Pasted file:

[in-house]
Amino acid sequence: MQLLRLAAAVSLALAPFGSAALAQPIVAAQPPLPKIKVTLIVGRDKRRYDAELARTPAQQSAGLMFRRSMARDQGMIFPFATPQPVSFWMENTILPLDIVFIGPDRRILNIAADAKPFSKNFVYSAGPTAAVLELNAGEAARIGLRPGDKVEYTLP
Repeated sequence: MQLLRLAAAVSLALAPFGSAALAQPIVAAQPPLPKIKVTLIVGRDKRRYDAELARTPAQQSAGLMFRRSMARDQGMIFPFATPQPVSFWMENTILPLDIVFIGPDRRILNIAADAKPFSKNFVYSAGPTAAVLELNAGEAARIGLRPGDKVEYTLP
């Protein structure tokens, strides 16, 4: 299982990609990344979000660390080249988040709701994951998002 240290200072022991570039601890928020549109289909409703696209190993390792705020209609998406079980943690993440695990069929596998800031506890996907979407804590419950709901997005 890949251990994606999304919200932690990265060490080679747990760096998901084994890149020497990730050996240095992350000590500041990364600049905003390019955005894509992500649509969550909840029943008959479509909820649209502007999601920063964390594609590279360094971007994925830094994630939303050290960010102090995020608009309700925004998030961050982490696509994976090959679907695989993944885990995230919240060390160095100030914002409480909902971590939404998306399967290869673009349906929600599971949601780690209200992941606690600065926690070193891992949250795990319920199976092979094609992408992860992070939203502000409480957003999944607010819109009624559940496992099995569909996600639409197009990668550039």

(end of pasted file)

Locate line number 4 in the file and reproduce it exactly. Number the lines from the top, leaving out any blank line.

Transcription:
């Protein structure tokens, strides 16, 4: 299982990609990344979000660390080249988040709701994951998002 240290200072022991570039601890928020549109289909409703696209190993390792705020209609998406079980943690993440695990069929596998800031506890996907979407804590419950709901997005 890949251990994606999304919200932690990265060490080679747990760096998901084994890149020497990730050996240095992350000590500041990364600049905003390019955005894509992500649509969550909840029943008959479509909820649209502007999601920063964390594609590279360094971007994925830094994630939303050290960010102090995020608009309700925004998030961050982490696509994976090959679907695989993944885990995230919240060390160095100030914002409480909902971590939404998306399967290869673009349906929600599971949601780690209200992941606690600065926690070193891992949250795990319920199976092979094609992408992860992070939203502000409480957003999944607010819109009624559940496992099995569909996600639409197009990668550039």